When they first unveiled the Xbox One back in May, Microsoft announced a console that was trying to do something new. Microsoft could see that the writing was on the wall – that digital sales were the future – and so they built a console and curated policies that would reflect that future.
However, alongside a console that included the ability to resell digital games and share them with up to 10 family members/friends, Microsoft also outright nixed the Xbox One’s ability to play used games and made 24-hour Internet check-ins a requirement. It was with those two specific policies that the company moved a little too far, and it was there that they lost a lot of gamers.
Since then, Microsoft has gone back on their DRM policies and always-online requirements, but in the process they lost many of the admittedly cool features that came along with them. That doesn’t mean those features are gone for good, though; in fact, Microsoft exec Albert Penello thinks they will return, “When the time is right.”
In an interview with GameSpot, Penello acknowledges that Microsoft moved a little too fast with their digital focus. They introduced features that were revolutionary for the digital-only space, but they were also all but ushering in the death of the used game. And so, for now the Xbox One will remain a disc-based system.
“Well, actually I think if you go back and you look at some of the things we said, that was one of the places that we were actually trying to pioneer. We were trying to implement the ability to trade [and] loan digital games with your friends which is something that no one else was doing…I believe, in retrospect that people have calmed down and gone back and actually looked at what we said, people are starting to understand, ‘Wow, they did want actually to allow me to loan and trade’ which other digital ecosystems don’t want to do. And so, yeah, I think we need to do that. That has to be part of the experience. Right now, we’re focused on launch and we switched the program back to discs, because that’s what customers wanted.”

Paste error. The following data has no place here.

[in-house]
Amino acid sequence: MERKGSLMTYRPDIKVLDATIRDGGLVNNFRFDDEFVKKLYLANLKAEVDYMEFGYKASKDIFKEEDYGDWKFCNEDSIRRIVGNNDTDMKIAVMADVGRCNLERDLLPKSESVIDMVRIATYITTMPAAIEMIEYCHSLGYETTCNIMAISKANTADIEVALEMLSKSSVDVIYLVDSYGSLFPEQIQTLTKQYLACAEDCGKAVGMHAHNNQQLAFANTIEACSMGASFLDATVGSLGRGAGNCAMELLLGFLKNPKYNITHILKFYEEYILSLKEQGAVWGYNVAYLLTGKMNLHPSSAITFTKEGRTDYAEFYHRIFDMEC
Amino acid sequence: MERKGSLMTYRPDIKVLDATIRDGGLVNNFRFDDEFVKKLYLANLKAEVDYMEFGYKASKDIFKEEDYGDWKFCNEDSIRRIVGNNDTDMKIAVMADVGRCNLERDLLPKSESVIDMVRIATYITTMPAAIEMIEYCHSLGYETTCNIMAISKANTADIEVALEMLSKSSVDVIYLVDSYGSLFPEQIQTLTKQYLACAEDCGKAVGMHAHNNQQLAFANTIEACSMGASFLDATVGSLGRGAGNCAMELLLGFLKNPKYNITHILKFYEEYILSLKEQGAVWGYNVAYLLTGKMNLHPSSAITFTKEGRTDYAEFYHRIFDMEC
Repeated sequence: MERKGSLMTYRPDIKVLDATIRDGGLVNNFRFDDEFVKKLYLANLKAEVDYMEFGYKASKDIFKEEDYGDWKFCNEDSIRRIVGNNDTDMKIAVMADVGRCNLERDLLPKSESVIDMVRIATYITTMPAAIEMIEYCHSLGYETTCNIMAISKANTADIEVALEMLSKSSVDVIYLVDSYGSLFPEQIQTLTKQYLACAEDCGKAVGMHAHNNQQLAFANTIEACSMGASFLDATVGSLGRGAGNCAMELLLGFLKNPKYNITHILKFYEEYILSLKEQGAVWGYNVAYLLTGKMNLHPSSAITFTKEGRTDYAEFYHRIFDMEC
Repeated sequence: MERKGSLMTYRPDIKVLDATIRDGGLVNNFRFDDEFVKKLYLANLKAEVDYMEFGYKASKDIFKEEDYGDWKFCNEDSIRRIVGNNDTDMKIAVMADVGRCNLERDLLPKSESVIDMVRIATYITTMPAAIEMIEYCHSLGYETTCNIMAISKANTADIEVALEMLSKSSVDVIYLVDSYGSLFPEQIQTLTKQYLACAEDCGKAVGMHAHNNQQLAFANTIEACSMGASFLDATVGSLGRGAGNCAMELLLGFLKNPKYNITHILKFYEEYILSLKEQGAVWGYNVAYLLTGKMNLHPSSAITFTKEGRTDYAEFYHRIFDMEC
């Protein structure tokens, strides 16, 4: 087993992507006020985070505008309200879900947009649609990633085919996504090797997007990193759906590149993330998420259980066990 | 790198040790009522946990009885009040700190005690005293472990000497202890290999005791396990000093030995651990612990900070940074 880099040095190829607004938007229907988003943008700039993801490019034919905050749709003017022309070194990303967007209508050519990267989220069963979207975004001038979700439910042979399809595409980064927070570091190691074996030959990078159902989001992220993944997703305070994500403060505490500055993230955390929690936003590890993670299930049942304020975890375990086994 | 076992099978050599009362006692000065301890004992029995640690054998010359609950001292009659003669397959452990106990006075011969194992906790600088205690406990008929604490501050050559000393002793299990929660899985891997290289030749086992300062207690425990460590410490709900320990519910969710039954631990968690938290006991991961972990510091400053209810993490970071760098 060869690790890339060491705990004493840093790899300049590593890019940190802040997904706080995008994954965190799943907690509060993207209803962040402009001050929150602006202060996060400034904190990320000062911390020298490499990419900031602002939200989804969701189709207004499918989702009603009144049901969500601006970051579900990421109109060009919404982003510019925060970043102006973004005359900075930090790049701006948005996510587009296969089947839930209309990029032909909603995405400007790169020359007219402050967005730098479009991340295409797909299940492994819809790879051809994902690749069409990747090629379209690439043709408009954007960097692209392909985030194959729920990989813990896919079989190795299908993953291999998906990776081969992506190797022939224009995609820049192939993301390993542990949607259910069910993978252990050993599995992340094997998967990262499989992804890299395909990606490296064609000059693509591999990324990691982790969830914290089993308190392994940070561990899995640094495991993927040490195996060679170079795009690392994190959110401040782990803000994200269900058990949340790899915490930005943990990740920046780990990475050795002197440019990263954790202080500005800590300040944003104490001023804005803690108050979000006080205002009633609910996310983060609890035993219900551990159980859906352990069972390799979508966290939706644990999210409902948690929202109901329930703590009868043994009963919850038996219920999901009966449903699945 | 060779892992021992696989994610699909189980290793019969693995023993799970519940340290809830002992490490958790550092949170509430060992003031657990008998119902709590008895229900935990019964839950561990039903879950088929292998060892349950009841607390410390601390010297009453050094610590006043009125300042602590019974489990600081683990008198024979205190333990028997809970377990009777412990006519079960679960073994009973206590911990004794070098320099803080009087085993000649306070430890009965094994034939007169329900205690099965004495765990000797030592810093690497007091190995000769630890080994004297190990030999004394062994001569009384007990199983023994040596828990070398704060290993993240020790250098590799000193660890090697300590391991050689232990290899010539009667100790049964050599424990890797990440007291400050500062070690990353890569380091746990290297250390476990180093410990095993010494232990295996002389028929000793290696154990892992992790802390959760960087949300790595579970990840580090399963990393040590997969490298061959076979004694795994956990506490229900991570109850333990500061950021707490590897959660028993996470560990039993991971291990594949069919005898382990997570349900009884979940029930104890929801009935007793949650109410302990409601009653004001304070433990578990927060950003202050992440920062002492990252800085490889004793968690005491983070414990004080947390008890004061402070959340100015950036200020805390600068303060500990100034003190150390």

That said, there are still gamers out there who liked the idea of a shared digital library and who were disappointed when Microsoft went back on their policies. And while Panello doesn’t have any formal announcement to make, he does think that the feature will return sometime in the future, likely when video games have mostly transitioned away from disc media.
“We’d love to figure out how to bring that back. I still think it was a good idea. Maybe it was a little too soon for some people, but I still think there were a lot of good ideas in there. And we’ll bring it back when the time is right.”
Microsoft wants to get their console in as many homes as they can, and since that goal was hindered by some fairly restrictive policies, they decided to make a complete about face on a lot of them. Most of those policies, we figure, are changed for good, but as Panello explains, the digital shared library did have some advantages. For now, though, Microsoft is focused on their impending console launch, which we just learned will take place on November 22nd in 13 countries across the globe.
Do you think that Microsoft will one day bring back the digital shared library for the Xbox One? Were you disappointed that they changed their policy, or did that increase your interest in the console?
The Xbox One will be available November 22, 2013 in North America.